“The individuals who will be denied access are, in many instances, exactly the same county taxpayers who subsidize the tax exemption which facilitates UPMC’s continuing construction and expansion,” council members wrote. “… As a nonprofit organization who has a responsibility to serve all patients without concern for monetary gain, do not add to the stress of our most vulnerable population by taking away the ability to see the doctors that they, most likely, have been seeing for decades.”
UPMC — the state’s largest nongovernmental employer with more than 84,000 employees — says it provides more than $900 million a year in benefits to communities, such as free and reduced-price medical care.
UPMC claims that Shapiro seeks to “impose radical new obligations on UPMC” that will cause “irreparable harm,” including dropping its prepay rule, contracting with any insurer or provider that wants a contract and making changes to its board and executive management.
“These unprecedented requirements go well beyond the original purpose of the consent decree,” UPMC wrote.
UPMC argued in the court filing that it is not denying access to out-of-network patients via the prepay rule. “It just requires that they pay in advance for the services, which it is permitted to do.”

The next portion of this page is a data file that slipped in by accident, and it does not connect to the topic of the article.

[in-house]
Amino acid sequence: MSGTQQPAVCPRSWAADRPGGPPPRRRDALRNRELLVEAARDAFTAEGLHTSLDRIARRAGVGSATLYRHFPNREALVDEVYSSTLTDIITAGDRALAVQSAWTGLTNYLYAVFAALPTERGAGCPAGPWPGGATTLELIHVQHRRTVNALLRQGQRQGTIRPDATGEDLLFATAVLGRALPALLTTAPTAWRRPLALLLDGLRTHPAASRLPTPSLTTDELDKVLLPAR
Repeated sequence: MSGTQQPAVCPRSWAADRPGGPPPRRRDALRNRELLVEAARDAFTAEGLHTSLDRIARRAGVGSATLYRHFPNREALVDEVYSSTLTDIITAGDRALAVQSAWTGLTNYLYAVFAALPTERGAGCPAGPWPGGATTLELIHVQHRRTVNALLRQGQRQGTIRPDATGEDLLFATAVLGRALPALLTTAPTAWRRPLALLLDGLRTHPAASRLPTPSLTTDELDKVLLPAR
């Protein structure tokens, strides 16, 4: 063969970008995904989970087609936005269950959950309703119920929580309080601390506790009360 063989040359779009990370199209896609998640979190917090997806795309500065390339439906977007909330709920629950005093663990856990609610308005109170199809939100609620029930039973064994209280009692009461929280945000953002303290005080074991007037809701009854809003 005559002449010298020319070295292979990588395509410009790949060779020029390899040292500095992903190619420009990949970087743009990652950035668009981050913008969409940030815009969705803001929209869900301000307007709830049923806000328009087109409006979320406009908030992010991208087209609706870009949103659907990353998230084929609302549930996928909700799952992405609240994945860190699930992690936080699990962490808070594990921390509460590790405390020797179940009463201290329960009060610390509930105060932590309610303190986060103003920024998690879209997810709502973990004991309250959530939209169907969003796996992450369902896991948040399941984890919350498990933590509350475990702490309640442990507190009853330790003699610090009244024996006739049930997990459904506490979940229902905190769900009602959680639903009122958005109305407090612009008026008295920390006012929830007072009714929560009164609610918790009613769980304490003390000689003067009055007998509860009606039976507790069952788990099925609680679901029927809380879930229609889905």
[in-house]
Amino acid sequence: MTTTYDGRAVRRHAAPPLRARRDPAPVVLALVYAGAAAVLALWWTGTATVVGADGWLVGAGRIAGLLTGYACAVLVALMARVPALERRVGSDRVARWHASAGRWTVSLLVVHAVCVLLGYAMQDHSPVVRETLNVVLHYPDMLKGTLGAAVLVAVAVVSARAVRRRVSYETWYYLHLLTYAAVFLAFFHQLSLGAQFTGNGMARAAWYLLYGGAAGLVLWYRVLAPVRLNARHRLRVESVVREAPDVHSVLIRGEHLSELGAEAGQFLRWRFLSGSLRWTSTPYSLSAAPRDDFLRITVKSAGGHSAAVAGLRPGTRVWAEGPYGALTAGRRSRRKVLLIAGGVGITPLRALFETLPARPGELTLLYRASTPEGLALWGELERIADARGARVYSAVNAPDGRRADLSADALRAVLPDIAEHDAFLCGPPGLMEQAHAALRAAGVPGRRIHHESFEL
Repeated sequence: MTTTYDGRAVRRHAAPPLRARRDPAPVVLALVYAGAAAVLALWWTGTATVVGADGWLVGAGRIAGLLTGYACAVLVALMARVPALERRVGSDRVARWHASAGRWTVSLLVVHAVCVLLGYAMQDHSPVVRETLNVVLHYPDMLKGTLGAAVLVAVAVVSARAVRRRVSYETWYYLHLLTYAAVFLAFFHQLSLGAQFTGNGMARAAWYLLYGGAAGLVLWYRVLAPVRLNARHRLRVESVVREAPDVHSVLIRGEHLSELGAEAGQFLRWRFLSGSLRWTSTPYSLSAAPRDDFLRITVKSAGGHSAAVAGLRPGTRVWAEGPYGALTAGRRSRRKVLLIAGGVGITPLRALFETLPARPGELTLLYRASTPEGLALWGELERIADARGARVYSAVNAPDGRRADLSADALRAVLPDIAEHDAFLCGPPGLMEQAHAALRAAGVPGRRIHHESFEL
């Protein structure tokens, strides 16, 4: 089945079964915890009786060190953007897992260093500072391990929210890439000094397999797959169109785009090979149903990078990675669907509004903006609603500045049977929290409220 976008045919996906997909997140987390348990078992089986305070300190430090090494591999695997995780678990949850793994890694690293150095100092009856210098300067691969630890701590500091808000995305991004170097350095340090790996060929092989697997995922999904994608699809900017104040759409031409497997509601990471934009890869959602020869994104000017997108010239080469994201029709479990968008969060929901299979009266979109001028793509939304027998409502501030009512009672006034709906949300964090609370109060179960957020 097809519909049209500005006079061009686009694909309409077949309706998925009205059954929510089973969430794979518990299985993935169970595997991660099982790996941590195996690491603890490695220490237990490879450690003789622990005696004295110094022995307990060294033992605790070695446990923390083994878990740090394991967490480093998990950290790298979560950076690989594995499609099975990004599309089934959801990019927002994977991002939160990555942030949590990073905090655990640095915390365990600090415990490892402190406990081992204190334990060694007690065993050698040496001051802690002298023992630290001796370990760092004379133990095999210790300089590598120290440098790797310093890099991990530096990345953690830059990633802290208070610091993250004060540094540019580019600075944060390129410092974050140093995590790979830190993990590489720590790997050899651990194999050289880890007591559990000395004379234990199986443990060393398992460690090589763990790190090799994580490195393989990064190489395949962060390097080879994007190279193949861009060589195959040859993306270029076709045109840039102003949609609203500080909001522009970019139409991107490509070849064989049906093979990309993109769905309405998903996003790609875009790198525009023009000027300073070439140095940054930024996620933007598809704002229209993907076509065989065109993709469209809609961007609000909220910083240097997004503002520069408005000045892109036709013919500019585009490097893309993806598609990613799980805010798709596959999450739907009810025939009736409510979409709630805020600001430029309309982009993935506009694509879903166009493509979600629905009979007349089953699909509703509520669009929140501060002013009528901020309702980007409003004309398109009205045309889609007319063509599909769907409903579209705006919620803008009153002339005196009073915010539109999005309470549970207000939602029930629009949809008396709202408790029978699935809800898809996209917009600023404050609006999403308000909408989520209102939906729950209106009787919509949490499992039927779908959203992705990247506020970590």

Accessible health care does not mean “access to UPMC at in-network rates,” the filing said.
Under Medicare rules, “insurers and providers cannot be forced to contract with one another,” nor can the state enact requirements that do not uniformly apply to all insurers, UPMC wrote.
UPMC pointed out that last year, the state Supreme Court ruled that a court cannot “alter an unambiguous and material term of the consent decree — the June 30, 2019, end date.”
UPMC further argued that Shapiro took his latest legal action “without the participation” of the state insurance and health departments — “which had concluded that the Commonwealth had no authority to compel continued UPMC-Highmark contracts and were working to facilitate patient transition under the consent decree.”